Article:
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The inner game of offshore investment

By Sam Instone - March 30, 2016

Offshore investment[Estimated time to read: 2 minutes]

When Timothy Gallwey published “The Inner Game Of Tennis” in 1974, he focused on the game within a player’s head.

He listed their fears, doubts and limiting self-beliefs as just a few of the tennis player's formidable opponents.

When these obstacles are removed (or at least better managed), our mind is quiet and focused, and we can focus wholly on the task at hand.

We are “in the zone.”

Every sphere of life has its inner game. Sport, work, relationships, family – each area is intimately influenced by our mental attitude.

Problems occur because you haven’t mastered your inner game.

Your outer game will inevitably suffer as a consequence.

You might wonder what makes investment so complicated. How can international investment possibly have an “inner game”?

This fascinating area has evolved into its own field — behavioural finance — reflecting that investment markets provide unusually robust data sets for analysing “judgment under uncertainty”.

Every day, international investment markets provide researchers with billions of data points for understanding how people make choices when resources are at stake and the outcome is unknown.

What differentiates the typical investor is their justification for engaging in their activity.

Ask a random amateur tennis player whether he or she could compete with Roger Federer, and the most common response will be laughter.

Yet many of those amateur investors will willingly compete with the billionaire investor Warren E. Buffett.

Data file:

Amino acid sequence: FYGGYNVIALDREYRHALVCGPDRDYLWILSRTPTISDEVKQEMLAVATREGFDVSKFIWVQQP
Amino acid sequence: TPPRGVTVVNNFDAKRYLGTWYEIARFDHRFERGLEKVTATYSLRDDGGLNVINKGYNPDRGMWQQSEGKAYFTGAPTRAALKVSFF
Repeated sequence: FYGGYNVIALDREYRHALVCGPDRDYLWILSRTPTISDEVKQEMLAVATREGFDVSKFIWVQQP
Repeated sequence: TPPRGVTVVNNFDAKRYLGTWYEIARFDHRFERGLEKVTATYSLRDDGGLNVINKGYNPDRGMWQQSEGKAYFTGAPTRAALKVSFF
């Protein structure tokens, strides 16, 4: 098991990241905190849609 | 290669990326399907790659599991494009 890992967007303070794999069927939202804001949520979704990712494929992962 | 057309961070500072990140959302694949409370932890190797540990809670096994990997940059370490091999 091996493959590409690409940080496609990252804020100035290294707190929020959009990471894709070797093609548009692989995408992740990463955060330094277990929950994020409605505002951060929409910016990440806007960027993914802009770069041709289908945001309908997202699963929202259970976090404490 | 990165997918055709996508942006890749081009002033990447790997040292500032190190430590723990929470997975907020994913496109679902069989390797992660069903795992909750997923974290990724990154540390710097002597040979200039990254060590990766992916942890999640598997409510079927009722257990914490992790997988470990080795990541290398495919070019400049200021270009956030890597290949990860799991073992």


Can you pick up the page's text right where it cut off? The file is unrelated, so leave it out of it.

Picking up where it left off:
Despite the spectacular growth of index funds — passive investment vehicles that track market averages and minimize transaction costs — millions of amateur investors continue to actively buy and sell securities regularly.

This is despite overwhelming evidence that even professional investors are no more likely to beat the market than chimps throwing darts at fund listings.

Money managers, at least, are paid to make investment bets.

But why do amateurs believe they can outperform the professionals — or even identify those pros who will outperform? (Performance of individual mutual funds cannot be predicted with any greater degree of accuracy than individual stocks or bonds.)

Many biases and cognitive errors contribute to this costly behaviour, but a few deserve mention:

  • Herd mentality
  • Recency
  • Confirmation bias
  • Overconfidence
  • Loss aversion

Each of these behaviours can cause havoc with investor returns. To get more information and detail on each of these, please watch this YouTube Video.

The management of the in-built human behaviour is a critical factor in getting top performance and is something a professional financial adviser will be able to help with.